Improving Conditions for the Insured


The irony is that some of the health reform proposals on the table this
year are a bit of back to the future. The health insurance exchanges
that Obama envisions — regulated markets that the government would set
up where insurers would compete for business — are the successors to
the managed competition that Clinton sought. The regulations on insurer
behavior and the out-of-pocket caps are direct descendants of the
Clinton bill.

There are important ways, however, in which the bills currently
working their way through Congress do not go as far as Clinton’s plan
did 15 years ago. In attempting to ensure that Americans can keep the
coverage they like, they do not always ensure that people can leave
insurers they do not like. The insurance exchanges, in particular, are
limited to the self-employed, the uninsured and small businesses.
Someone who works for a larger employer would not have any more choice
under these proposals. Indeed, the problem with trying to make sure
that everyone can keep what they have is that you can’t change very
much. This makes it hard for advocates to explain exactly how
health-care reform will improve conditions for the insured, at least in
the short term.

I get, I mean, ideally, that you want to help the most screwed people, the totally uninsured or uninsurable, first. But part of the problem with our current health care system is that even the winners are losers. Even if you’re on the best insurance plan imaginable and you have a job you love and would never leave, you can still get whomped for more money than you could ever afford to pay because something happened you couldn’t anticipate. If we’re going to completely reform health care in this country we’re going to have to deal with the fact that the best-case scenario in the world really, really, really sucks.


6 thoughts on “Improving Conditions for the Insured

  1. This is becoming a more key issue – it’s called the firewall, referring to the barrier to the exchange.
    The Senate plan would allow currently insured to change, the House wouldn’t.
    I have what is considered good insurance. But it doesn’t, under any circumstance ever, cover a procedure that my Dr. wants me to have. If the public option is firewalled, then I couldn’t change (unless I quit my job), so I am insured but won’t have access to the procedure which will likely be covered under the public plan (because it’s currently covered under Medicare).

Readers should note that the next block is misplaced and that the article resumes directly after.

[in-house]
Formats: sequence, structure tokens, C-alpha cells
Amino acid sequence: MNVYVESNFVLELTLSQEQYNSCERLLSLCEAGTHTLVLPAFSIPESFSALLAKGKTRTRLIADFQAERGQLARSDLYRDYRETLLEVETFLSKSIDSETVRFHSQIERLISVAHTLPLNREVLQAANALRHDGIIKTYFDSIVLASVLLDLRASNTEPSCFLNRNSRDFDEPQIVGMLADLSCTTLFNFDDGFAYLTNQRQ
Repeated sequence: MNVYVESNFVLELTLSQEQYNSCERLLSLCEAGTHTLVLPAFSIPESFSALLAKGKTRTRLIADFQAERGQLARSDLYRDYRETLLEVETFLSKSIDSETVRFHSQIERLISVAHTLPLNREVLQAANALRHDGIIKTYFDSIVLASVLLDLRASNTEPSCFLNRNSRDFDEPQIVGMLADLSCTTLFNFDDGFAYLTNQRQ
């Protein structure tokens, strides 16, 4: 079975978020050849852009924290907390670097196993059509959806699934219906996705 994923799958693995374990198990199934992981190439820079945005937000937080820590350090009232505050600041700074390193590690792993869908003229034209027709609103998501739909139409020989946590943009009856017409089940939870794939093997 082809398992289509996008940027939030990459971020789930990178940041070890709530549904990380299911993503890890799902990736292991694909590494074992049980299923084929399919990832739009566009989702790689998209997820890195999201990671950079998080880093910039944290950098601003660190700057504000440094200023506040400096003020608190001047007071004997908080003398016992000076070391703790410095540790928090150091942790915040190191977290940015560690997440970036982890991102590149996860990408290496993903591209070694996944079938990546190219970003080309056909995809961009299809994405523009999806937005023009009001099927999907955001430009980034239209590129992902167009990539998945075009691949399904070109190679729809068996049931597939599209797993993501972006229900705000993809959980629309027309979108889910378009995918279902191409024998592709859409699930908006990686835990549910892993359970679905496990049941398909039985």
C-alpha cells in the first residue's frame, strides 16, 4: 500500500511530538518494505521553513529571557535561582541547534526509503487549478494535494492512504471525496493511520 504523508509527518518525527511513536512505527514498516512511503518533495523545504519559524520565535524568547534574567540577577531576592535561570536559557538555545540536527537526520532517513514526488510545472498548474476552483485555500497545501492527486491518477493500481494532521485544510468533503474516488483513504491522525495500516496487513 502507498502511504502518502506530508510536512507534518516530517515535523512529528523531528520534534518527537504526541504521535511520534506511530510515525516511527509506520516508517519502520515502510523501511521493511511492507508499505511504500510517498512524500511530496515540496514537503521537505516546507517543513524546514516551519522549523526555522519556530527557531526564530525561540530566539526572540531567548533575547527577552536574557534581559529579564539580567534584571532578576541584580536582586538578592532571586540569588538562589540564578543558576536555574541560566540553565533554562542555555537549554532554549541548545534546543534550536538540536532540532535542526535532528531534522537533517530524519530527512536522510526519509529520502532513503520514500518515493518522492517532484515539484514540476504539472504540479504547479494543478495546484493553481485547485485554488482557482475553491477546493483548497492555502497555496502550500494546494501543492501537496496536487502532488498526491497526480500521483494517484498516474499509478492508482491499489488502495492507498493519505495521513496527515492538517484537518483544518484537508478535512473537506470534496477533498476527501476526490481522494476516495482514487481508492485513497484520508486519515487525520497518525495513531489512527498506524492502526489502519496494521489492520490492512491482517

So the catch phrase “If you like your plan, you can keep it!” is disingenuous. It’s really, “Like it or not, if you have a plan, you have to keep it.”

  2. Agree with Virgo. I needed anesthesia last week – proceedure lasted all of 15 minutes. Even though the hospital leases from my school (and has all sorts of informal affiliations with the school), the cost to me, after insurance, is around $500.
    For minimum wage folks, even after the raise of the minimum wage this month, the $500 is over 2-and-a-half weeks of work (I’m guessing that $7 before taxes would easily come down to $5 after). Add to that that I was out of work for several days.
    How many folks can do without 3 weeks pay? Fortunately, I have great vacation and healthcare. (Unfortunately, this represents someone with great healthcare. If this is gold plated, how does the person with so-so benefits eke out?)

  3. The House bill had health care subsidies to people making up to 400% more than poverty level, which is $43K for an individual and an annual cap of $5000 out of pocket expenses – not ideal, but still a big improvement. It also has slowly expanding enrollment provisions for small businesses. It’s not fixing everything at once but it fixes things over time, a 3 year window, which is a relative snap of the fingers considering we’ve been waiting for public health care since Harry Truman. From Wonkroom, on the House Tri-Committee bill:
    – Individuals and employers with 10 or fewer employees in 2013
    – Individuals and employers with 20 or fewer employees in 2014
    – Individuals and employers with more than 20 employees in 2015
    There will also be some tricks to make yourself eligible for the public option in the short run, like getting a part-time job working for a small business, or switching jobs from your big company to a smaller company. These are less than ideal solutions to people who have major issues with their big company provided health care plan but they are short run oddities that will disappear over time if people like the public plan, which they will.

  4. You do know, of course, that the heart of this problem is that we will still get our insurance from insurance companies that are in the business as a business, so like all businesses, they are in the business to make…profits. Now, maybe if we all sit down and think really hard, for long enough, say 50 years (?), we can find a way to get around this seemingly intractable problem. I think I have a glimmer of an idea, but so far I just can’t…oh…maybe, something like…nah, that can’t work…oh, well maybe a system without insurance companies?

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